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Tom Chaney: R732: Finding one's moira

Tom Chaney, Of Writers and Their Books. R732, Finding one's moira. first appeared in the Hart County News-Herald on Sunday, 1 October 2006
The next earlier Tom Chaney Of Writers and Their Books column, Tom Chaney: R731: The Sacred Power of Stories

By Tom Chaney

My first teaching job after a stint of graduate school was at Lees Junior College in Jackson, Kentucky in 1963. Although I was earning a degree in speech, the folks at Lees hired me to teach English - among a bunch of other things.

I was not prepared, but I had marvelous help.

The other English teacher was William C. Dizney. He had devised a curriculum of reading for freshmen that was as fine as I have ever seen. The theory behind his plan assumed that our students were no better prepared in history than they were in reading and writing. It couldn't hurt to do it all at once.

Bill had selected a series of historical novels which in two semesters spanned western civilization from the Greeks and Etruscans to the present time. There was not a bad book amongst them.

But the one I have gone back to time and again drew me in again just a few days ago. I reread Mary Renault's The King Must Die for the umpteenth time. It is as fresh now as it was forty-three years ago. When I say that, I mean that I once again found nuances of plot, character, society, and religion which escaped me before and which built on prior readings. The dense tapestry became richer, the colors more vibrant.

The King Must Die is based on the Greek legend of Theseus.

King Aigeus of Athens -- childless because of the ill will of Aphrodite -- journeys to Delphi to consult the oracle. He is told not to untie his wineskin until he reaches Athens or face a death of grief. Returning through Troizen, he tells his tale to King Pittheus. Pittheus, suspecting a notable birth in the offing, plies Aigeus with wine and leads him to the bed of his daughter Aithra. Later that same night she is told in a dream to cross to the island shrine of Athene, where the god Poseidon also lies with her.

When Aigeus leaves the next day, he hides his sword and sandals under a stone. He tells Aithra that if a son is born as a result of that night -- to send him to Athens as soon as he can lift the stone.

Theseus, child of Aigeus/Poseidon raises the stone at sixteen, is told the story of his birth by his mother and sets out for Athens. He travels by the Isthmus road defeating monsters and tyrants along the way. In Megara he kills the giant sow which preyed on travelers. In Eleusis he slays King Kerkyon who slaughtered wayfarers by wrestling them to the death.

When he arrives in Athens, the witch Medea, mistress to Aigeus, at once recognizes Theseus as the son of Aigeus. She persuades Aigeus to poison Theseus in order to secure succession for her son.

Aigeus presents Theseus with a poisoned cup, but the young man reveals the sword in the nick of time. Medea escapes. Aigeus proclaims Theseus his heir.

Theseus' position is secured. But soon thereafter the ship from King Minos of Crete arrives to claim the annual quota of young Athenians for the sacrifice to the Minotaur on the island of Crete. Aigeus attempts to prevent Theseus being selected in the lottery. Theseus volunteers, however, and sails off to Crete with the other Athenian youths.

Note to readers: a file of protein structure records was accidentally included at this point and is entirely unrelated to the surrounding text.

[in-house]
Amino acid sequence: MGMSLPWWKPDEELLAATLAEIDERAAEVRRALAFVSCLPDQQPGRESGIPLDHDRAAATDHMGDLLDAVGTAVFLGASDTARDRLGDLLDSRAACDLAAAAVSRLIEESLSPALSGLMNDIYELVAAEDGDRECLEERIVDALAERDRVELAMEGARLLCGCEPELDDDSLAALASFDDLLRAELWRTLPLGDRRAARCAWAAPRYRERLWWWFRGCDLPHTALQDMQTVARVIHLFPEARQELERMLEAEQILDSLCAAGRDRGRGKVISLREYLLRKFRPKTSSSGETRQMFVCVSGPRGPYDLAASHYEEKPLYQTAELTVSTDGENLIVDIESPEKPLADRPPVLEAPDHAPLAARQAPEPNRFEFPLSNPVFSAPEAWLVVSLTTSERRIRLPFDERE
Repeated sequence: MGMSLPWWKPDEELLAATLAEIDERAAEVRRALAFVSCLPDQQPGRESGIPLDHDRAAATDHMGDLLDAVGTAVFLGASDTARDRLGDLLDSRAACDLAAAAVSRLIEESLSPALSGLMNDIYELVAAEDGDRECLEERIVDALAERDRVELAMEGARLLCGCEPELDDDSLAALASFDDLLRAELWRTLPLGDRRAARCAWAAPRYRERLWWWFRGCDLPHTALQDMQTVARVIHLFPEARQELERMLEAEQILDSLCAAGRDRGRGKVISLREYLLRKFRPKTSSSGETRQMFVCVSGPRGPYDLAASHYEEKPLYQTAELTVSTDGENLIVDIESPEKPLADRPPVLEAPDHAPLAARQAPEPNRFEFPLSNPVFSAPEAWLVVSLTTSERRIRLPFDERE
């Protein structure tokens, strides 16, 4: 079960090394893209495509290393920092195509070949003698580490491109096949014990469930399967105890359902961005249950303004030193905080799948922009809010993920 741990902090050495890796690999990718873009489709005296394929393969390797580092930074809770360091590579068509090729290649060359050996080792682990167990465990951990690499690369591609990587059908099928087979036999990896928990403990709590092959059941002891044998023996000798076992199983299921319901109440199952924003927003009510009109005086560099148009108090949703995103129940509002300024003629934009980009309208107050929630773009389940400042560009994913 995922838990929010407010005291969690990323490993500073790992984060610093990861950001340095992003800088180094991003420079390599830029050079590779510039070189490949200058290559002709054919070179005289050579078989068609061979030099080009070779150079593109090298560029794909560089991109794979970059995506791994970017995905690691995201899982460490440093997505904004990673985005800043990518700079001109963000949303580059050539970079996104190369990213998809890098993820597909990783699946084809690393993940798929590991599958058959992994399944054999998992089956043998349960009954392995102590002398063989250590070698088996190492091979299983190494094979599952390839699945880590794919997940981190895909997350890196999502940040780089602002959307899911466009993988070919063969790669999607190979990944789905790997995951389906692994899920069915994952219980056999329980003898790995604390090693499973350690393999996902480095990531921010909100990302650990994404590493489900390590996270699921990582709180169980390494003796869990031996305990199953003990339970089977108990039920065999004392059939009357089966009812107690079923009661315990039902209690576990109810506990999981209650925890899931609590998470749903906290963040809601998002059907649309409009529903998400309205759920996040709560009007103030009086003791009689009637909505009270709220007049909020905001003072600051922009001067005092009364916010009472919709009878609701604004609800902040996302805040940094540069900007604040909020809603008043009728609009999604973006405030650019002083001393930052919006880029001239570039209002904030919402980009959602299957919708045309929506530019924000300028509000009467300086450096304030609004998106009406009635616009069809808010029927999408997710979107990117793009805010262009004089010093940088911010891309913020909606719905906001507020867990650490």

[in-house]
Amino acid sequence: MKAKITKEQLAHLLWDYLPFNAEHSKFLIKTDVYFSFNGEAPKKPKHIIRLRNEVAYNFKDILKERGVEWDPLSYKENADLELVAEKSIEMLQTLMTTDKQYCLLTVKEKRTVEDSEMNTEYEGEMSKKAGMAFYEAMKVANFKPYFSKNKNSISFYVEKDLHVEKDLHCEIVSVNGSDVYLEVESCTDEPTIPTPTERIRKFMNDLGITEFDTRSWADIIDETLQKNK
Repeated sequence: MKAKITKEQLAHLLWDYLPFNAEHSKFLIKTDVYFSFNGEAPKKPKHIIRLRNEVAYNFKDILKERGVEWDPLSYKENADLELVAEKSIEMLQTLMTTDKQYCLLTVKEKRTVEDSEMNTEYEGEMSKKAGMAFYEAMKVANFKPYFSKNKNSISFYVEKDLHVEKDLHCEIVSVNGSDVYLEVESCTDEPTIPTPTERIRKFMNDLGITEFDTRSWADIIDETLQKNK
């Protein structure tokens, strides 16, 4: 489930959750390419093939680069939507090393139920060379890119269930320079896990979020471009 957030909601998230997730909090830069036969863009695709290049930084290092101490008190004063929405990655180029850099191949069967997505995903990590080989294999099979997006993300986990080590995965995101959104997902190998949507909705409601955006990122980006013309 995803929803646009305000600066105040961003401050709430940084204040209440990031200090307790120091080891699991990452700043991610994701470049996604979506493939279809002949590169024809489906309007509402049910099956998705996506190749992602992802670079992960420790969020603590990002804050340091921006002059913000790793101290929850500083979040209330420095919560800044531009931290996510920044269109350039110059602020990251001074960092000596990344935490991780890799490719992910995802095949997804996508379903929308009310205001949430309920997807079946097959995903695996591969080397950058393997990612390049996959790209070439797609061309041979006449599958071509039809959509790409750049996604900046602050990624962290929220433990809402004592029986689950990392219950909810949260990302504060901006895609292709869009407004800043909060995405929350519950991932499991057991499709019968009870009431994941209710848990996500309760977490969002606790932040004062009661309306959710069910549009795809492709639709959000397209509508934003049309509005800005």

Upon arrival in the harbor of Crete, Theseus' claim to be the son of Poseidon is mocked by Minos who challenges the youth to retrieve a ring thrown into the harbor which he does. Instead of returning the ring to Minos, Theseus casts the ring back into the see -- a gift to Poseidon. Minos' daughter Ariadne falls in love with Theseus and gives him the thread and sword to slay the bull and free the youths from all cities from the threat of the Minotaur.

After killing the bull, Theseus, Ariadne, and the Athenian youths escape from Crete, but Theseus abandons Ariadne on the island of Naxos when the god Dionysos becomes enamored of her.

Upon their return to Athens, Theseus forgets Aigeus' command to change the black sail to white, should he return. Aigeus throws himself to his death from the citadel thinking Theseus dead.

It is this story which Renault transforms from myth into believable fiction. Theseus comes of age in god-assisted strength and wisdom. The son of Aigeus and Poseidon assumes the father's throne and begins the uniting of the warring cities of Greece -- fulfilling his moira -- the shape of his fate.

Mary Renault in numerous novels gives vibrant life to the history and ur-history of Greece.When I first became acquainted with this novel, a woman friend of mine and a native of Renault's South Africa, opined that she thought Mary Renault could not be a woman. "She writes like a man," my friend said. Forty-three years later, a customer made a similar comment.At first I was skeptical of both judgments. When I reread The King Must Die I remembered that Renault writes in the first person. She has Theseus tell his own story. Renault does not write like a man. Fine artist that she is, Mary Renault believably creates a man who speaks from his own nature.

If you wish a painless, delightfully accurate lesson in Greek history from Theseus to Alexander the Great, I suggest the novels of Mary Renault.

Tom Chaney can be found telling stories, planning his next meal, and occasionally selling books at
Box 73/111 Water Street
Horse Cave, Kentucky 42749
Email: Tom Chaney
The Bookstore

This story was posted on 2011-10-16 03:07:05
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